When the room-door closed behind him, Mr. Grimwig lifted up hishead, and converting one of the hind legs of his chair into apivot, described three distinct circles with the assistance ofhis stick and the table; stitting in it all the time. Afterperforming this evolution, he rose and limped as fast as he couldup and down the room at least a dozen times, and then stoppingsuddenly before Rose, kissed her without the slightest preface.。， CHAPTER XXXVIII
。， As he discharged himself of this pleasantry, Mr. Bumble took hishat from a peg, and putting it on, rather rakishly, on one side,as a man might, who felt he had asserted his superiority in abecoming manner, thrust his hands into his pockets, and saunteredtowards the door, with much ease and waggishness depicted in hiswhole appearance.
Mr. Bumble rose with a very rueful countenance: wondering muchwhat something desperate might be. Picking up his hat, he lookedtowards the door.。， 'If you flung a man's body down there, where would it beto-morrow morning?' said Monks, swinging the lantern to and froin the dark well.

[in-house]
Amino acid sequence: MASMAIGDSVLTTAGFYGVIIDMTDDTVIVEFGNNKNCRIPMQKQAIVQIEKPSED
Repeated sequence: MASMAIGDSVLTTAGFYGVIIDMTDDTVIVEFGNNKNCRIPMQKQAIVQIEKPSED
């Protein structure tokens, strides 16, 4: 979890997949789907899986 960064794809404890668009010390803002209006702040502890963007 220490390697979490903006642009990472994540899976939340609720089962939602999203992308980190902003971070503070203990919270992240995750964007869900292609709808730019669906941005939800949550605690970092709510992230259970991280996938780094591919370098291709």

'What'll be over?' demanded Mr. Sikes in a savage voice. 'Whatfoolery are you up to, now, again? Get up and bustle about, anddon't come over me with your woman's nonsense.'。， 'It's a long time,' said Mr. Bumble. 'Very good. I've done it.'
Mr. Bumble sat in the workhouse parlour, with his eyes moodilyfixed on the cheerless grate, whence, as it was summer time, nobrighter gleam proceeded, than the reflection of certain sicklyrays of the sun, which were sent back from its cold and shiningsurface. A paper fly-cage dangled from the ceiling, to which heoccasionally raised his eyes in gloomy thought; and, as theheedless insects hovered round the gaudy net-work, Mr. Bumblewould heave a deep sigh, while a more gloomy shadow overspreadhis countenance. Mr. Bumble was meditating; it might be that theinsects brought to mind, some painful passage in his own pastlife.。，
Tears are signs of gladness as well as grief; but those whichcoursed down Rose's face, as she sat pensively at the window,still gazing in the same direction, seemed to tell more of sorrowthan of joy.。，
The girl drew closer to the table, and glancing at Monks with anair of careless levity, withdrew her eyes; but as he turnedtowards Fagin, she stole another look; so keen and searching, andfull of purpose, that if there had been any bystander to observethe change, he could hardly have believed the two looks to haveproceeded from the same person.。，
。， Regardless of all this: for she had weightier matters at heart:Nancy followed the man, with trembling limbs, to a smallante-chamber, lighted by a lamp from the ceiling. Here he lefther, and retired.